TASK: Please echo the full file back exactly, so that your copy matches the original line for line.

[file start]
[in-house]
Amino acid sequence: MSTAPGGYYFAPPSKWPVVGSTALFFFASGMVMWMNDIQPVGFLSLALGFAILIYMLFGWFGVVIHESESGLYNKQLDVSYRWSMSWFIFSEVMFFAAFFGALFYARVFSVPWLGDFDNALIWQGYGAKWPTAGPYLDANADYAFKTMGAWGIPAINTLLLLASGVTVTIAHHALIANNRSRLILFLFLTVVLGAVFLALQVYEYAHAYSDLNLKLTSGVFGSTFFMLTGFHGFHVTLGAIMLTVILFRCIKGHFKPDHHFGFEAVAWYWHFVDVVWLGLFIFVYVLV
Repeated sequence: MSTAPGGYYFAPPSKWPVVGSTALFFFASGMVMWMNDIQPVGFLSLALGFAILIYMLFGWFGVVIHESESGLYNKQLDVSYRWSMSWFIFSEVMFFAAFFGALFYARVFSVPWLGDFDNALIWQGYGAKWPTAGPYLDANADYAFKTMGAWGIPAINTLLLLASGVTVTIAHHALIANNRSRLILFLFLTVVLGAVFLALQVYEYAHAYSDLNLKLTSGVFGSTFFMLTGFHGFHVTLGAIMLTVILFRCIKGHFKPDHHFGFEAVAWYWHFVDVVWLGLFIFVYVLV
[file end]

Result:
[in-house]
Amino acid sequence: MSTAPGGYYFAPPSKWPVVGSTALFFFASGMVMWMNDIQPVGFLSLALGFAILIYMLFGWFGVVIHESESGLYNKQLDVSYRWSMSWFIFSEVMFFAAFFGALFYARVFSVPWLGDFDNALIWQGYGAKWPTAGPYLDANADYAFKTMGAWGIPAINTLLLLASGVTVTIAHHALIANNRSRLILFLFLTVVLGAVFLALQVYEYAHAYSDLNLKLTSGVFGSTFFMLTGFHGFHVTLGAIMLTVILFRCIKGHFKPDHHFGFEAVAWYWHFVDVVWLGLFIFVYVLV
Repeated sequence: MSTAPGGYYFAPPSKWPVVGSTALFFFASGMVMWMNDIQPVGFLSLALGFAILIYMLFGWFGVVIHESESGLYNKQLDVSYRWSMSWFIFSEVMFFAAFFGALFYARVFSVPWLGDFDNALIWQGYGAKWPTAGPYLDANADYAFKTMGAWGIPAINTLLLLASGVTVTIAHHALIANNRSRLILFLFLTVVLGAVFLALQVYEYAHAYSDLNLKLTSGVFGSTFFMLTGFHGFHVTLGAIMLTVILFRCIKGHFKPDHHFGFEAVAWYWHFVDVVWLGLFIFVYVLV